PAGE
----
‘From Highfield Road to Wembley Way’: Public Appeal

In April 2012, a new exhibition opens at the Herbert Art Gallery and Museum. ‘From Highfield Road to Wembley Way’ will celebrate Coventry City Football Club’s success in the 1987 FA Cup final. The unexpected win – the first in the Club’s 104 year history – brought together the whole city, who lined the streets to welcome the team back to Coventry. Whether you were a child, a teenager, or an adult; a staunch supporter or perhaps not even a football fan at all until that point; everyone remembers the day that Coventry City Football Club brought the Cup home.

Part of the exhibition will be dedicated to CCFC fans, and we are keen to gather their memories, stories, photos and memorabilia. A public appeal was launched in the Coventry Evening Telegraph and online from September 2011, and we have received a positive response so far!

Some of the memorabilia which has been offered for display include tickets and signed programmes from the final; a commemorative medal which was awarded to Coventry and District referees; a menu card from the celebration dinner held at the Club; and commemorative bottles of beer and wine. Home-made items include t-shirts, a scrapbook, and a banner made by Kay Preece (then Bridgland) which was displayed in the window of the Coventry Evening Telegraph. It is astonishing that fans have held onto these for 25 years!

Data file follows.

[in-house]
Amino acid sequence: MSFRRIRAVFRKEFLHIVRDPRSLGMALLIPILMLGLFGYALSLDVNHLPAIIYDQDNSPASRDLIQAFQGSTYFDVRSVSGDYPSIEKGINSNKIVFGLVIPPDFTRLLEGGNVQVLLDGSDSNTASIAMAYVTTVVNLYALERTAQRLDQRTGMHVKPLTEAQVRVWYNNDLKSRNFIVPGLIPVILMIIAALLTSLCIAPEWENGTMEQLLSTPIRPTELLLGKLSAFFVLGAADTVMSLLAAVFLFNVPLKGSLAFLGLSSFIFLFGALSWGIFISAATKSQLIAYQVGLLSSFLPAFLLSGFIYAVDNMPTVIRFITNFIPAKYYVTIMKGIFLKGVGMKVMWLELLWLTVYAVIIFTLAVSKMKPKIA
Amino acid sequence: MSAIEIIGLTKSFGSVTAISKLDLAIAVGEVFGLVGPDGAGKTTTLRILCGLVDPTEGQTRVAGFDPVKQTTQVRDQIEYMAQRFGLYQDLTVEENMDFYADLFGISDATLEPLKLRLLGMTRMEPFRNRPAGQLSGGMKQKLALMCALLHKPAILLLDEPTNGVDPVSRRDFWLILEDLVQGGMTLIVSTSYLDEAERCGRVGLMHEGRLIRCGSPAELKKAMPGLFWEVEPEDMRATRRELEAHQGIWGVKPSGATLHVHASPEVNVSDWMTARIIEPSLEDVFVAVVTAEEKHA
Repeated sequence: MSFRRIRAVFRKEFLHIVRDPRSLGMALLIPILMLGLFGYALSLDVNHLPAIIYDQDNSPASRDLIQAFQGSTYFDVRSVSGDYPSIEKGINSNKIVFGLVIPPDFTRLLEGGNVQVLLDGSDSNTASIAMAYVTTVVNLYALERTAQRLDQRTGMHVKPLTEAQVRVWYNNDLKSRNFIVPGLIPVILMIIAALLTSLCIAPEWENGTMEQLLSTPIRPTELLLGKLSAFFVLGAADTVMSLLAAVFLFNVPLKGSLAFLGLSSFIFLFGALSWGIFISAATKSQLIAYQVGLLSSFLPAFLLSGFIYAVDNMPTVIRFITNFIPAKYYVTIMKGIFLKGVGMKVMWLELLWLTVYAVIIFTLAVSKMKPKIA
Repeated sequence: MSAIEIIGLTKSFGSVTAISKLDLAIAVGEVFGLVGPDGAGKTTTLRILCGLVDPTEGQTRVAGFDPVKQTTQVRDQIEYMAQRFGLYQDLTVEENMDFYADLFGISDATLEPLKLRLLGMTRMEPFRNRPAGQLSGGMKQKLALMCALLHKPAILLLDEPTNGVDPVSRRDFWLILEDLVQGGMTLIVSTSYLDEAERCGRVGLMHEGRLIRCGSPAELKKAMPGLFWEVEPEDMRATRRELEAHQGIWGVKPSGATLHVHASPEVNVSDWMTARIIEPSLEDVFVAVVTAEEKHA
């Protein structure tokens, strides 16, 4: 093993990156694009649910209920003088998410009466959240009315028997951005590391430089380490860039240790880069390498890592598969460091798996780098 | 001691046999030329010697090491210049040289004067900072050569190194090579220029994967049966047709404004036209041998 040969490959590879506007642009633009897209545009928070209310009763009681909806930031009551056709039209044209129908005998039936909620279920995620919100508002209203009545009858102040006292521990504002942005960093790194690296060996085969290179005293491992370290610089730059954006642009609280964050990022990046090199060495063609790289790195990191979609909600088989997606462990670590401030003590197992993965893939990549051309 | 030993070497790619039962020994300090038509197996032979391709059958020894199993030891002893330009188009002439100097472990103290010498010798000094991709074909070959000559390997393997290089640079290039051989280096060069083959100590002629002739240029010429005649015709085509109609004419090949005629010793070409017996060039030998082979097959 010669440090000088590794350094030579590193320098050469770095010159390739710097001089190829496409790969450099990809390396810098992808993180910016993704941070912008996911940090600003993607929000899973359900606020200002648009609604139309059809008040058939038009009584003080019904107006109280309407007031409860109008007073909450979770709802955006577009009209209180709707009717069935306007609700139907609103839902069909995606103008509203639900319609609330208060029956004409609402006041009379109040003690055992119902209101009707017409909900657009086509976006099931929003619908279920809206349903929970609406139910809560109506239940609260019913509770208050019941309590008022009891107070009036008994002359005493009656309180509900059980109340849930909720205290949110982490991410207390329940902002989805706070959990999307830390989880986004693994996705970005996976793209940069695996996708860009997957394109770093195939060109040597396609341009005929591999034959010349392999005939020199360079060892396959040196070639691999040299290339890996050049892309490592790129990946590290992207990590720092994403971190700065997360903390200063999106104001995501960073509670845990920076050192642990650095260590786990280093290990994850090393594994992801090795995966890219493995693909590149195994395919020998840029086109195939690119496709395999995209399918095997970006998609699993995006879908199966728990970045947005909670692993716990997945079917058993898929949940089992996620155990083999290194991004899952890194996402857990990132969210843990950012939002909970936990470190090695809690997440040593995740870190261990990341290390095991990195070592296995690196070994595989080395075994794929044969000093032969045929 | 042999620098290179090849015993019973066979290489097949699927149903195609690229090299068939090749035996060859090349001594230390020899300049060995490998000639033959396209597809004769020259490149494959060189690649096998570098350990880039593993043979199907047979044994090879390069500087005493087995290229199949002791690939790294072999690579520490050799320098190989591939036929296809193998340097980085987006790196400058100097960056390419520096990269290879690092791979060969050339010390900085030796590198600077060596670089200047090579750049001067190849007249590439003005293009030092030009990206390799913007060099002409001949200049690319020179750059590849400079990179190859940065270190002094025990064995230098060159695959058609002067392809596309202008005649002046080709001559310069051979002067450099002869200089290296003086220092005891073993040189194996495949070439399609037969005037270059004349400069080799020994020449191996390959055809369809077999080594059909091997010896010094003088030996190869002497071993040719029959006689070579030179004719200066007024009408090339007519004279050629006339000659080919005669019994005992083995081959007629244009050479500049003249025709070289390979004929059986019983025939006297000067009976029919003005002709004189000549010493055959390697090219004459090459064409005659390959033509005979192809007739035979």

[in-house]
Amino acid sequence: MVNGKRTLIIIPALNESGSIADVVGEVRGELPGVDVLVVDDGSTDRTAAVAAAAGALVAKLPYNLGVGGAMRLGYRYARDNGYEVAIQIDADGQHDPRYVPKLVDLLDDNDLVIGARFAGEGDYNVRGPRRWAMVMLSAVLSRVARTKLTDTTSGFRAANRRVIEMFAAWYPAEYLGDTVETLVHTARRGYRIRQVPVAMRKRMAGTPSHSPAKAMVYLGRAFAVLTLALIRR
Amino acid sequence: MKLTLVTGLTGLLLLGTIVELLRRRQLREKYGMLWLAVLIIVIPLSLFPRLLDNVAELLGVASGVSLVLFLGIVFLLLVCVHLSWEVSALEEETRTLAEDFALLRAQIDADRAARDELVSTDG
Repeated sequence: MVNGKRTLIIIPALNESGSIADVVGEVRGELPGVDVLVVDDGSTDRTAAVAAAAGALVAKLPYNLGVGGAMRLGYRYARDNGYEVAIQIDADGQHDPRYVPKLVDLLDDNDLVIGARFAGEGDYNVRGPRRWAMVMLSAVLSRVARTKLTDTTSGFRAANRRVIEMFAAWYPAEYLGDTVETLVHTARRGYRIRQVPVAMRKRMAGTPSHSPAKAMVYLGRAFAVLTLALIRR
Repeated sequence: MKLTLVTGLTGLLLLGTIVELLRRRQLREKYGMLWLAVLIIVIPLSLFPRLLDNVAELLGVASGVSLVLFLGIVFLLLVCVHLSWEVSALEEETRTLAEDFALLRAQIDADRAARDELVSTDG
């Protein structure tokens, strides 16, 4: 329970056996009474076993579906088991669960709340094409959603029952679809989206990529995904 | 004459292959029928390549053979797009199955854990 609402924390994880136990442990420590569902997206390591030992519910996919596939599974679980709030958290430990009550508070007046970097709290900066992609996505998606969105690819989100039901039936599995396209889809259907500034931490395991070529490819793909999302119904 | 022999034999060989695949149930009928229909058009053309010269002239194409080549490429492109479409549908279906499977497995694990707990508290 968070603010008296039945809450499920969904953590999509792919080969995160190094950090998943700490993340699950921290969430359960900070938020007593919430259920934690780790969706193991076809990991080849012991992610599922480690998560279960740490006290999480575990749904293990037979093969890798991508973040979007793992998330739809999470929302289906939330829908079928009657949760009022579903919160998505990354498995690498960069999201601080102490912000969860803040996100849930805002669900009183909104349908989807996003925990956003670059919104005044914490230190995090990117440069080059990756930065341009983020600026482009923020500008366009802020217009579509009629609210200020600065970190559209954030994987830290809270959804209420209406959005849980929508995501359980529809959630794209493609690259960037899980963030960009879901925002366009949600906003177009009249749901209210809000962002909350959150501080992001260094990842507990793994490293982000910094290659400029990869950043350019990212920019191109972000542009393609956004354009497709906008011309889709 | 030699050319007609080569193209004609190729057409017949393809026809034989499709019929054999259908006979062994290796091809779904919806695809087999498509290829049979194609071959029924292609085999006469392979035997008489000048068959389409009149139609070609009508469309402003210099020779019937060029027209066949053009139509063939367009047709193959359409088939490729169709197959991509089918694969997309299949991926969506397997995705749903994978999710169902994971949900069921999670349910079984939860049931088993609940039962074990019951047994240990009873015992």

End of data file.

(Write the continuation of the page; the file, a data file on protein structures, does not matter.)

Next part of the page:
Walsgrave Road house display

We are also building up an archive of home photographs. So far, these have mostly been of the Victory Parade through Coventry’s streets – which show houses decorated with flags, bunting, balloons and CCFC scarves. Sheila Basbrown sent us images like this of Walsgrave Road, as well as some of her and her colleagues dressed for work in ‘sky blue’ for the week running up to the final! Maurice Rattigan’s photos of his trip to Wembley clearly show the anticipation and excitement of the crowd, and the euphoria that followed. These photos are being uploaded to our Flickr site (http://www.flickr.com/groups/theherbert) and we are encouraging anyone else who has memorable photographs of the run up to the final, the final itself, or the Victory Parade, to do the same!